Earlier this week in the SMN, 4th district alderwoman Mary Ellen Sprague tackled the issue of billboards: Let’s put an end to ‘ugly’
Aside from the three easily spottable errors (argh), I found this to be a convincing and interesting op-ed.
Sprague argues for the eventual elimination of billboards throughout the city. Such a move is not without precedent, as Sprague notes:
Can we live without them? Certainly. There are no federal or state laws that require we have them. Whole states, such as Maine, Vermont, Hawaii and Arkansas, do not allow them at all. San Francisco, San Antonio and Denver prohibit them.
Closer to home, there are no billboards on Hilton Head Island.
I would be in favor of a sunset date for billboards, maybe a decade or two out.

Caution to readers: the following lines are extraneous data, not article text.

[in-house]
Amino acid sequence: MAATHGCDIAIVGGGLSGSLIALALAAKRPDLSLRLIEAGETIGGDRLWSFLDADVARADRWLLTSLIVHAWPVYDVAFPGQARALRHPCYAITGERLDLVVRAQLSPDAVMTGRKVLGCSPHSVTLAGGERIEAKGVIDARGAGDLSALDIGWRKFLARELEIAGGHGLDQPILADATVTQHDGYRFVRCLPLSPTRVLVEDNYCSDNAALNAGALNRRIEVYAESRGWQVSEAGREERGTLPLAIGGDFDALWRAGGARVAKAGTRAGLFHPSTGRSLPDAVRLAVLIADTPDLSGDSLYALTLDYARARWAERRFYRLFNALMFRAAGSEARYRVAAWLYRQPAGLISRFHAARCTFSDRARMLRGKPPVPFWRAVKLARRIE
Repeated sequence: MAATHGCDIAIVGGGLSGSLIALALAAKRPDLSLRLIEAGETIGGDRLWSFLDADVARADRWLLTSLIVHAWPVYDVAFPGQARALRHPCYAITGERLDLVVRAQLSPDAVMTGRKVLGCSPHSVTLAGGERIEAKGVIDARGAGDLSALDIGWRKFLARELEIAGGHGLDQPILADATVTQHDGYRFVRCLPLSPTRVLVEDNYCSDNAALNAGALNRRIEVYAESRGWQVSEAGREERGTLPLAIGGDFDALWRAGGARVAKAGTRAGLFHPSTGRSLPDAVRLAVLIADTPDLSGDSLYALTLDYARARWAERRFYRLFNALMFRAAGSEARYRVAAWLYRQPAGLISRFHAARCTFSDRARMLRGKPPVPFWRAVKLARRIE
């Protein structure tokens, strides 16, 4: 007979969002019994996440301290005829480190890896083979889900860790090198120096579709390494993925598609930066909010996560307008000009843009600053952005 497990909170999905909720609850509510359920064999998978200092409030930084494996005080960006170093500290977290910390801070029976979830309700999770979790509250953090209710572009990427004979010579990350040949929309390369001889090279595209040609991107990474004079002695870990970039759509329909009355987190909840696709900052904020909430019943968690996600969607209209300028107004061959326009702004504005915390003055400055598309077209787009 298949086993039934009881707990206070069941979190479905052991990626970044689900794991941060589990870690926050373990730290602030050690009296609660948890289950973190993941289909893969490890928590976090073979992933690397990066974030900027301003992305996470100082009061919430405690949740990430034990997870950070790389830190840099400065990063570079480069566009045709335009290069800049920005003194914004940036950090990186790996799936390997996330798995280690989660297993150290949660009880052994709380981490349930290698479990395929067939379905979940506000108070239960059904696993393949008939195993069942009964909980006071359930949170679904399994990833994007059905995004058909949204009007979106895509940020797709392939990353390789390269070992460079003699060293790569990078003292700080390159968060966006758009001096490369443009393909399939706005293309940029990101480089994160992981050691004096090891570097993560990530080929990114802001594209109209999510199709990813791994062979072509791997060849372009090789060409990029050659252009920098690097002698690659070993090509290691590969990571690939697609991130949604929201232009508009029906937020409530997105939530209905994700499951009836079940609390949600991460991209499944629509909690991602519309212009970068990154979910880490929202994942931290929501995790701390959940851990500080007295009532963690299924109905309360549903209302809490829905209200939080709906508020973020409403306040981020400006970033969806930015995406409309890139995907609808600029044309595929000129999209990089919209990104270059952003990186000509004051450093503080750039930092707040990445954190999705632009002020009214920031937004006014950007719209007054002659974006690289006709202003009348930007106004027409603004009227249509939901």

Sprague also raises a critical issue that deserves more attention: the ways in which we have protected and encouraged beauty in the Historic District but neglected it in many parts of the city. As she notes:
“[. . .] most of the rest of Savannah does not enjoy the same level of either legal protection or beauty that the Historic District enjoys.
Because of this, much of the rest of Savannah has become Anywhere USA. No identity, no style, no character.
This issue goes well beyond billboards. I would love, for example, to see Southside stakeholders (Armstrong, communities like Windsor Forest, major commercial property holders, the malls, etc.) get together to craft a bigger vision for Abercorn with more green, with nodes of development that are more accessible for bicyclists and pedestrians, and so forth.
Just because parts of Savannah are Anywhere USA right now, that doesn’t mean they have to look the same forever.